POSTED: August 17 2016
Generation regret: over a third of millennials who went to university regret doing so as they struggle with debts and squeezed finances

Generation regret: over a third of millennials who went to university regret doing so as they struggle with debts and squeezed finances

Britain’s millennials (18-35s) are fast becoming a generation of regret, as more than one in three (37%) who went to university regret doing so given the amount of debt they now have. As they struggle to pay back tuition fees, meet daily living costs and save for the future, nearly half (49%) of millennials who went to university believe they could have got to where they are now if they hadn’t gone, Aviva’s latest Family Finances Report reveals.

Older millennials aged 25-35 are just as likely to regret going to university (38%) as those aged 18-24 (37%), despite having had longer to experience the benefits of having a degree.

With almost half of eligible 17-30 year olds going to university, the cost of doing so plays a major factor in many millennials’ finances. Millennials estimate it will take them 11 years to pay off their student debt (rising to 12 years for 18-24s), although one in five (22%) admit they do not know how much they have left to pay off.

University fees have risen steadily in recent years (tripling from £3,000 in 2006 to £9,000 six years later): a third (33%) of millennials feel they have to carry more of a financial burden for higher education than older generations.

Reliance on a windfall or one-off event

Aviva’s findings also suggest that millennials – who have just £156* to spare at the end of each month after essential living costs and face repaying hefty student loans – are not confident about their ability to shape their financial future and are instead looking to external sources for help.

Almost two in three (63%) millennials aged 18-35 are relying on a one-off event to help them financially at some point in the future. This is particularly common among those who went to university (72%, compared to 48% of those who did not attend university).

Although over a third (36%) are hoping for a new job that will increase their salary, a similar proportion (30%) are relying on being given money – either in the form of a family inheritance (18%) or some other financial gift (12%) – to help them in the future.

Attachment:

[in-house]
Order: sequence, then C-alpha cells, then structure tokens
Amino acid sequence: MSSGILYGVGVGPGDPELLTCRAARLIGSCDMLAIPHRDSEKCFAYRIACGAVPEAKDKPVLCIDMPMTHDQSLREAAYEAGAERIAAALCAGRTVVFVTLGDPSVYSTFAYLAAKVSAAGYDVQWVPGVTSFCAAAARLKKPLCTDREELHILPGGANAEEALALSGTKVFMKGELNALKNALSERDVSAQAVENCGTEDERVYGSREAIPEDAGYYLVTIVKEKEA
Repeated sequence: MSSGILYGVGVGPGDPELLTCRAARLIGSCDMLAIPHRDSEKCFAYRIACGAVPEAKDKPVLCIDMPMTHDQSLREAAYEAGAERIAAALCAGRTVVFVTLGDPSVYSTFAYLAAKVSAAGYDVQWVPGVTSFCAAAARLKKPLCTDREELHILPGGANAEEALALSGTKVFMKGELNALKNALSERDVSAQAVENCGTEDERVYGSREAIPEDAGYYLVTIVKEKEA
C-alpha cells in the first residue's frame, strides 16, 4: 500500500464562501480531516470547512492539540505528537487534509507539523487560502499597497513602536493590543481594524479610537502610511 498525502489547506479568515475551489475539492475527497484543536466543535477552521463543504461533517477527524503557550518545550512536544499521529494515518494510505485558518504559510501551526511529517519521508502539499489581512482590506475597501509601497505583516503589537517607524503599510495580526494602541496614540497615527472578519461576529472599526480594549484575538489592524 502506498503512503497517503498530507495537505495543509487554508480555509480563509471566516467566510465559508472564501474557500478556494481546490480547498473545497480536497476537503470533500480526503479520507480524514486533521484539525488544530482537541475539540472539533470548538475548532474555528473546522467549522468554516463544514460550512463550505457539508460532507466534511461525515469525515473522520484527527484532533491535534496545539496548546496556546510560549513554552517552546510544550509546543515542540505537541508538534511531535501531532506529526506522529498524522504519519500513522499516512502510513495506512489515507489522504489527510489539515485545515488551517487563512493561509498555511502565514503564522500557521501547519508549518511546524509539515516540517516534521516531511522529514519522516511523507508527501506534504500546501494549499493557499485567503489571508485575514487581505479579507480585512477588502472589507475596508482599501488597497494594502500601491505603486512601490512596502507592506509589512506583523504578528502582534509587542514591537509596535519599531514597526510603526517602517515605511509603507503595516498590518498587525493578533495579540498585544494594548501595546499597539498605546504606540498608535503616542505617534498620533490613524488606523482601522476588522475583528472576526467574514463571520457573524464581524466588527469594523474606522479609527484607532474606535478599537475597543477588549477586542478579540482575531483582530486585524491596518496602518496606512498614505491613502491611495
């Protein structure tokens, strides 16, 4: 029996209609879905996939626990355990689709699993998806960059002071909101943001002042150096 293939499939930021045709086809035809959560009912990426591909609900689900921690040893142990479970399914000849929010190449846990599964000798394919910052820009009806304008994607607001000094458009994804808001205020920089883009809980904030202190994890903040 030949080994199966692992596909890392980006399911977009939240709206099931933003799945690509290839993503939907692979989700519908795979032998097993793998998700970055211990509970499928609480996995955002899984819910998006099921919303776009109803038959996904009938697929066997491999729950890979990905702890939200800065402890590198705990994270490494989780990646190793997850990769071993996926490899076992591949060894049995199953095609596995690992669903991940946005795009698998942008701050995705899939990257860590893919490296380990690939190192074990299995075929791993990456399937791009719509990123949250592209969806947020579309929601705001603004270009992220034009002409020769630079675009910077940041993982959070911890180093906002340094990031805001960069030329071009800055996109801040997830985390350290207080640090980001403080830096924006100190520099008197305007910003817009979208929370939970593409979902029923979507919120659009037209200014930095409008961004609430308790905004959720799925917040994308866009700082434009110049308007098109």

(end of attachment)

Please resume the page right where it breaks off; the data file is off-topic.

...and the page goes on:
The odds of winning a National Lottery jackpot stand at 45 million to one, yet one in six (17%) millennials have said they are depending on winning the lottery, rising to a quarter (26%) of those who consider themselves short-term spenders rather than long-term savers.

Almost one in five (18%) millennials who went to university are hoping their student debt will be wiped out completely in future.

Meanwhile, more than one in ten (12%) millennials who own their home with a mortgage are relying on the value of their property increasing to enable them to move up the property ladder, while 8% in private rental accommodation are hoping for the housing market to collapse – presumably as a remedy to rising house prices and high rents. Recent research found that millennials will pay as much as £53,000 in rent before their 30th birthday.

Reliance higher amongst short-term spenders

As well as those who attended university, millennials who class themselves as short-term spenders (prioritising immediate spending over long-term saving) are more likely to be relying on some kind of event to help them in the future (72% vs. 65% of long-term savers). A third (33%) of millennials overall classify themselves as short-term spenders and 49% as long-term savers.

The most common reason for prioritising long-term saving is being willing to sacrifice spending now to achieve long-term goals (37%). A quarter (24%) of long-term savers say goals like buying a home are more important to them than spending on daily life.